COLUMBIA — When more than 200 runners cross the starting line in the Heart of America Marathon on Labor Day, many of them will likely notice one of the runners wearing a blue jumpsuit, a red cape and an embroidered "M" across his chest. It's a man trying to break the record for running the most marathons in a year.
Trent Morrow, also known as "The Marathon Man," has been competing in marathons since 2006. He is aiming to run more than 160 marathons in 2013.
According to Guinness World Records, the current world record is 114 marathons in a year. However, in 2012 a man made an unverified claim that he ran 157. The Heart of America Marathon, which begins at Hearnes Center and ends in downtown Columbia, will be Morrow's 99th this year.
Morrow decided to become a marathon runner in 2006 after he saw a family photo of his niece's christening.
"I saw a picture of that day and didn't recognize myself," Morrow said.
Morrow was once a captain of the Australian National University rugby team, but his studies forced him to hang up his boots. The change in lifestyle caused him to gain more than 50 pounds. After seeing the photo, he decided it was time for change.
"This was not some New Year's resolution," Morrow said. "I decided that it was time to take action, to dedicate myself to a routine and get the weight down."
In 2007, Morrow competed in his first half-marathon, and by 2008 he was running six marathons in as many weeks. In 2011, he became the first runner to ever compete in every Australian territory. Now, two years later, he's trying to become a world-record holder.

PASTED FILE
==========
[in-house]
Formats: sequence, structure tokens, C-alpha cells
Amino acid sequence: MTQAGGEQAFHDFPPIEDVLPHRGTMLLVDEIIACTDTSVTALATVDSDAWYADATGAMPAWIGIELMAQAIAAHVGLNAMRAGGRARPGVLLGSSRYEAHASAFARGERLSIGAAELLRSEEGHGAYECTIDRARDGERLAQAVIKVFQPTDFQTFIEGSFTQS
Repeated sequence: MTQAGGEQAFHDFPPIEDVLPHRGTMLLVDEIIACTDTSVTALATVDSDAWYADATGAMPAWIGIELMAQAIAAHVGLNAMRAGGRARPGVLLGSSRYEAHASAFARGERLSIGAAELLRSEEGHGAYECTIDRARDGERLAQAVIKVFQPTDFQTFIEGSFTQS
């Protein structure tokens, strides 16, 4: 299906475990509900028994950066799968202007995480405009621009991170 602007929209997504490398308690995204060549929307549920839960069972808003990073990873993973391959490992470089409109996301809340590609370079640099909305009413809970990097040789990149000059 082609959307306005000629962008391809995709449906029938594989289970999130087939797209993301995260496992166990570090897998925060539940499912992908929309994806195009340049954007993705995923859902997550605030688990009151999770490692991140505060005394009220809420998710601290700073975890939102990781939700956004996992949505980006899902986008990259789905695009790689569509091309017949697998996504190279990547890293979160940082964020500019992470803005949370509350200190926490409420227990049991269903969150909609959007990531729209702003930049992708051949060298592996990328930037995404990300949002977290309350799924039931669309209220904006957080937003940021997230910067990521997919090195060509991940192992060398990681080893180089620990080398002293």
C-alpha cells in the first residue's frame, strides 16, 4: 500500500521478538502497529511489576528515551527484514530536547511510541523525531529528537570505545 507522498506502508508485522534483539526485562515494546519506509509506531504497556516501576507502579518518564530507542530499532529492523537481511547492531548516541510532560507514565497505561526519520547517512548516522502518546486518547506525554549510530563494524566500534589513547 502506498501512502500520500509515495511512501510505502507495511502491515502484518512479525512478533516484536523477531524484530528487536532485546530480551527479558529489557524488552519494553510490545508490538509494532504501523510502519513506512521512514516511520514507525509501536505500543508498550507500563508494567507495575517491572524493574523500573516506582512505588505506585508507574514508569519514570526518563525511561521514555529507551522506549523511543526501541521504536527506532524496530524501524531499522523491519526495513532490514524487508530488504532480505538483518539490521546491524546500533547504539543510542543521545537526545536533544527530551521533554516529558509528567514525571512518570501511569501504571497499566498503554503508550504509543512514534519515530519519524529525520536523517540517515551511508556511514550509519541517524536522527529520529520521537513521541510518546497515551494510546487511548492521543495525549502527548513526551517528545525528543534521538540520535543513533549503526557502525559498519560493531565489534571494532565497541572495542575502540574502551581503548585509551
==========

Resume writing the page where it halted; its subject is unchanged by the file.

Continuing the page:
Morrow decided to attempt to break the record to honor the 20th anniversary of his mother, Kay, dying from colon cancer. His journey started at the Texas Marathon in Houston, and he's since run in Australia, the United Kingdom, France and Germany. In March, while competing in Phoenix, he got to visit his stepmother one last time before she died of lung cancer.
Morrow runs to honor his mother and stepmother and to inspire others to start running too.
"People think I'm doing this just for an achievement," Morrow said. "I'm doing this to show people what is possible. I'm no super athlete. I'm just trying to show that anyone can compete in a marathon. At the end of day, it's all about the psychology."
His drive to inspire others is also why he wears the "Marathon Man" outfit during marathons.
"It's to show people that can be their own superheroes," Morrow said. "They can tap into their own superpowers, whatever that might be."
During each race, Morrow enjoys running alongside first-timers to hear their stories.
"I've met people who are running for some pretty emotional and powerful reasons," Morrow said. "I've met people on general weight loss programs and alcoholics that said that running saved their lives. I met a girl that had been addicted to methamphetamine and had been living in her own world for years. I've met a 13-year-old in L.A. and a 77-year-old woman in Wisconsin. It's big to escape into other people's stories."
Morrow's greatest challenge to break the record does not come running 26.2 miles at least twice a week, but rather the financial challenge that comes with traveling the world.
"It's a real test since I'm my own travel agent," Morrow said. "It's a day to day battle. I don't know if I'll be able to go another week, let alone through September."
When the year is over, Morrow plans to go on a speaking tour and share his story with others. He also intends to write a book about his travels.
"To inspire others, I'm looking to take that to the next level," Morrow said.
The Heart of America Marathon starts 6 a.m. Monday at Hearnes Center.